Treasure: Daumier caricatured 19th-century France

Khristi Zimmeth
Special to The Detroit News

French artist Honoré Daumier has been called “the Michelangelo of caricature,” according to the website He rose to prominence during the aftermath of the French Revolution, it explains, as a caricaturist of 19th-century politics and society.

The site says, “His determined focus on the foibles of 19th century France make him the one artist who comes closest to summing up this part of French history. Forced to quit school at the age of 12, Honoré Daumier developed a life-long sympathy for the poor. Unfortunately, he sympathized so much with them that he died in debt and was buried in a pauper’s grave. Honoré Daumier used his skills as a lithographer to ridicule French government and society. In his youth, he even wound up in jail for a caricature of the French King. An extremely productive artist, he made almost 4,000 prints before going blind. He was also a talented painter and sculptor, but these works mainly became known after his death.”

Alan Somershoe and his wife are among the many who admire and purchased examples of Daumier’s work. “About 45 years ago, my wife and I purchased 3 Honoré Daumier lithographs,” he wrote to the column. “We were told they were part of the “charivari” series by Daumier, printed on the back-side of newsprint paper. We had them framed at a gallery in Birmingham, MI, and they have hung in our homes ever since.”

The three works are named “Les Canotiers Parisiens #2,” featuring three standing men in conversation, “L’Exposition Universelle #33” featuring a man, woman and girl in a gallery, and “Croquis Dramatiques #9, with an actor and actress bowing on stage. They recently brought them in for an appraisal at DuMouchelles downtown, where Richard Fedorowicz took a look at them.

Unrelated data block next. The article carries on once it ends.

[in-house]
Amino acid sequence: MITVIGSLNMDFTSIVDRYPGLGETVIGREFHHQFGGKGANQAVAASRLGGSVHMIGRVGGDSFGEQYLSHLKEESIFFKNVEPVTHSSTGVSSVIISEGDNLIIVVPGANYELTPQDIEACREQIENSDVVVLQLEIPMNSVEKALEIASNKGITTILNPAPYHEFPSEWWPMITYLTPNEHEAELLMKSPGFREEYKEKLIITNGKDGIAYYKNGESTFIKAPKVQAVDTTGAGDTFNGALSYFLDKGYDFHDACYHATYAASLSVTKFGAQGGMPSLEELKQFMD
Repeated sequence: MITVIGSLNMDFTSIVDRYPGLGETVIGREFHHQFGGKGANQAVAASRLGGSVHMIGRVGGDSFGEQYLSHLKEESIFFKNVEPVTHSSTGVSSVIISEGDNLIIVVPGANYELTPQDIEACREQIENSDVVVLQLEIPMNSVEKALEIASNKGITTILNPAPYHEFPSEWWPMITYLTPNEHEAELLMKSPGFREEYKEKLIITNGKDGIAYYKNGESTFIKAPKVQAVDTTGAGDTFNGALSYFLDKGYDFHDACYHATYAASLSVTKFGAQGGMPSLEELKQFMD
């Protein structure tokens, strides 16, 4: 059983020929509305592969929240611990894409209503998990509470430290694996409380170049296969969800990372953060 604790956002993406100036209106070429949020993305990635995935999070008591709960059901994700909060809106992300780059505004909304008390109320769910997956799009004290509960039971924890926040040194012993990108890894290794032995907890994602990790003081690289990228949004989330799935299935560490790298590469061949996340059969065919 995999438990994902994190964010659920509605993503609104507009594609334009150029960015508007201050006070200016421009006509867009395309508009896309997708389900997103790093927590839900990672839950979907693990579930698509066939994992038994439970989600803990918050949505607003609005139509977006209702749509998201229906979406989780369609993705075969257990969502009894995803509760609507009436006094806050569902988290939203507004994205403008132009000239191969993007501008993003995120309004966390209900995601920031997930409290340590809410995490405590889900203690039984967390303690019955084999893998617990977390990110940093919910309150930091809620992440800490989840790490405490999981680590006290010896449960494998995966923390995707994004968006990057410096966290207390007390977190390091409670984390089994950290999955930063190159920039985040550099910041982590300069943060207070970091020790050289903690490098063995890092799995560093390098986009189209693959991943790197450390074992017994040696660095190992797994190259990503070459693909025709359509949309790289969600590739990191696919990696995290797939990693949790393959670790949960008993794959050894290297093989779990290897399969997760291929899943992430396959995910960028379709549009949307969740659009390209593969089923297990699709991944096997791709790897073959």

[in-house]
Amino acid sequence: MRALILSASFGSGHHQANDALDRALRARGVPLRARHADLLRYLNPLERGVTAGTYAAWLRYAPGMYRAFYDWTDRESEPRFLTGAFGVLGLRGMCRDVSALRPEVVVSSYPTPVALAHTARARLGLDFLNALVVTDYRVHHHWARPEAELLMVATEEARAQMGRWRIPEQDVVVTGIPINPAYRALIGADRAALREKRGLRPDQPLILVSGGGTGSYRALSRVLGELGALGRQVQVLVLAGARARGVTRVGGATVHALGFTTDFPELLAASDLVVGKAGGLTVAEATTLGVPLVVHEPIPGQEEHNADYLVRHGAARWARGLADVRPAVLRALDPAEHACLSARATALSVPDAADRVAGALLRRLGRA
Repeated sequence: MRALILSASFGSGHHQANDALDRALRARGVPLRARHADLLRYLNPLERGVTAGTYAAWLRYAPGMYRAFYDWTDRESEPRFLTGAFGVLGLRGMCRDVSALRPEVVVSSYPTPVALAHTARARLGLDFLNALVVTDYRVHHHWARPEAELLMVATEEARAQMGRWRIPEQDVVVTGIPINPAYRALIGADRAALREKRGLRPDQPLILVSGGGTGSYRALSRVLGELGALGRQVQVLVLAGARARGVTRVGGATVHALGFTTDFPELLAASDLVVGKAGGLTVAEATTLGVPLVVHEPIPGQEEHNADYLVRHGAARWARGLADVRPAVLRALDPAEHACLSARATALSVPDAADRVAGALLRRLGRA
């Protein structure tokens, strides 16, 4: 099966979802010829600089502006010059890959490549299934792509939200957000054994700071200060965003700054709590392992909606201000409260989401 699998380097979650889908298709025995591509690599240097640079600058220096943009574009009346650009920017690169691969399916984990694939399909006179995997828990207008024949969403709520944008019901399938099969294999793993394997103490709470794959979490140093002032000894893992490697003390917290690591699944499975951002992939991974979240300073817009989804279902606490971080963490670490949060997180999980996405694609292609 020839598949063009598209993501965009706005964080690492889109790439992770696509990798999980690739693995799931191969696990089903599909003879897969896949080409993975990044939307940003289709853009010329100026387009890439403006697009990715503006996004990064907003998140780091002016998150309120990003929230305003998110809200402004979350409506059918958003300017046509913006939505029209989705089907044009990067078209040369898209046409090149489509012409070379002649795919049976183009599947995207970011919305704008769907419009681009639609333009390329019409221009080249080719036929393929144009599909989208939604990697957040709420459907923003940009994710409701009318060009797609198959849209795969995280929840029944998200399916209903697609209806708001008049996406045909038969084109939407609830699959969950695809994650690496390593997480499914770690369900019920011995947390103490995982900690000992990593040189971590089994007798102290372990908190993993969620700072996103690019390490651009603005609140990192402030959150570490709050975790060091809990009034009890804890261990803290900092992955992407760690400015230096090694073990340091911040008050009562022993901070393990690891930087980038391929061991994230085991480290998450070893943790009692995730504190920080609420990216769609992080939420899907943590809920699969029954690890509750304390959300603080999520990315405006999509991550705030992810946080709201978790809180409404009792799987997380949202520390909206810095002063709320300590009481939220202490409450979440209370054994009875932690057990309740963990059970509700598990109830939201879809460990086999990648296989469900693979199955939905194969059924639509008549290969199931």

Daumier was born in 1808 in Marseille, he told them, and later moved to Paris. “Everything you ever wanted to know about Daumier is on the website,” he told the couple. Charivari was a popular periodical at the time.

Because he was so prolific, his works are plentiful, the appraiser told the couple. In the hierarchy of original works, the ones that ran in the newspaper or magazine bring the least money at auction. “His body of work is quite large,” Fedorowicz told the couple. “The original lithographs bring more than the pieces from the newspaper, which are old in their own right but not as desirable. They are from lithographic plates, but people prefer the originals or ones not on newsprint.”

People do collect ones like the ones bought by the Somershoes, but they do not bring a large amount of money. He valued them at $40-$60 each at auction, adding that he found a group of 34 similar lithographs that sold at a Swiss auction house in November of 2016 for $800.

Somershoe said he appreciated learning more and finds them interesting even if they’re not particularly rare or valuable. “Hopefully I didn’t pay a lot for them,” he added.

Fedorowicz said Daumier was not shy about expressing his dissatisfaction with politics, something to which today’s public can relate. “Daumier was a pot stirrer,” the appraiser said. “If he was alive today he’d be tweeting or writing for Saturday Night Live.”

About this item

Item: Daumier prints

Owner: Alan Somershoe

Appraised by: Richard Fedorowicz, DuMouchelles

Value: $40-$60 each